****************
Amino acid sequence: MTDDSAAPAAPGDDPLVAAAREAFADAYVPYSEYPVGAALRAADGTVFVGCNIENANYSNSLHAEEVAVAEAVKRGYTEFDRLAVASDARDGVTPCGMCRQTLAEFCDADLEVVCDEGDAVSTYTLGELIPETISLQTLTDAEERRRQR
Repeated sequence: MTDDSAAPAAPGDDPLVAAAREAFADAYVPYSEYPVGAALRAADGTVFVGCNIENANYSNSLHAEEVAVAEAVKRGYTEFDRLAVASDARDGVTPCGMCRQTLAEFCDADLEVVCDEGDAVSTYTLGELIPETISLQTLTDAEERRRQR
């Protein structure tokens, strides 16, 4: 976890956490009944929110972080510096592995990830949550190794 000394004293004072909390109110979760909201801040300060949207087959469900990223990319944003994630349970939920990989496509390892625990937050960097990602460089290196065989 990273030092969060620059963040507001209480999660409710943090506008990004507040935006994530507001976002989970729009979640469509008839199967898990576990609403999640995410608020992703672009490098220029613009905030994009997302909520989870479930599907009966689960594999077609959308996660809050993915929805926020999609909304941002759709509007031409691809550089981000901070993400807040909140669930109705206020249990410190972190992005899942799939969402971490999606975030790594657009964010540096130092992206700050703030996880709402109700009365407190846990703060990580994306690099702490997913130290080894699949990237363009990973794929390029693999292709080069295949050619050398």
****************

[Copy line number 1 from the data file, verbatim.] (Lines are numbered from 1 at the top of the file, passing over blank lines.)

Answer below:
Amino acid sequence: MTDDSAAPAAPGDDPLVAAAREAFADAYVPYSEYPVGAALRAADGTVFVGCNIENANYSNSLHAEEVAVAEAVKRGYTEFDRLAVASDARDGVTPCGMCRQTLAEFCDADLEVVCDEGDAVSTYTLGELIPETISLQTLTDAEERRRQR